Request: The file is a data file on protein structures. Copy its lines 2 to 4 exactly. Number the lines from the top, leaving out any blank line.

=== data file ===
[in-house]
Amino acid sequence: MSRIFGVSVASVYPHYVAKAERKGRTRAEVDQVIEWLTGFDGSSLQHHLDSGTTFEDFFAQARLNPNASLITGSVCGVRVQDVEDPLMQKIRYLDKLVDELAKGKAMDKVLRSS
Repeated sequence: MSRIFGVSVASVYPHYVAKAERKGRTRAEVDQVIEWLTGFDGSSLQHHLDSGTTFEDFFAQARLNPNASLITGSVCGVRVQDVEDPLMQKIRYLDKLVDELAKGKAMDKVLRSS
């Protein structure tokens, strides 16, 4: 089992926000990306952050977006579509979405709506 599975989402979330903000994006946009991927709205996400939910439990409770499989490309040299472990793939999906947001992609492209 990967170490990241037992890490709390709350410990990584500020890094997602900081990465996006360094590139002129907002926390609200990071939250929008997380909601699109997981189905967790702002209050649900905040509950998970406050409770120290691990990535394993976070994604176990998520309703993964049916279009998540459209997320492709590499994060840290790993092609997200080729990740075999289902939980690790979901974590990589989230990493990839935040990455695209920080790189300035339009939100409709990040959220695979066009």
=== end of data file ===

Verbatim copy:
Amino acid sequence: MSRIFGVSVASVYPHYVAKAERKGRTRAEVDQVIEWLTGFDGSSLQHHLDSGTTFEDFFAQARLNPNASLITGSVCGVRVQDVEDPLMQKIRYLDKLVDELAKGKAMDKVLRSS
Repeated sequence: MSRIFGVSVASVYPHYVAKAERKGRTRAEVDQVIEWLTGFDGSSLQHHLDSGTTFEDFFAQARLNPNASLITGSVCGVRVQDVEDPLMQKIRYLDKLVDELAKGKAMDKVLRSS
């Protein structure tokens, strides 16, 4: 089992926000990306952050977006579509979405709506 599975989402979330903000994006946009991927709205996400939910439990409770499989490309040299472990793939999906947001992609492209 990967170490990241037992890490709390709350410990990584500020890094997602900081990465996006360094590139002129907002926390609200990071939250929008997380909601699109997981189905967790702002209050649900905040509950998970406050409770120290691990990535394993976070994604176990998520309703993964049916279009998540459209997320492709590499994060840290790993092609997200080729990740075999289902939980690790979901974590990589989230990493990839935040990455695209920080790189300035339009939100409709990040959220695979066009």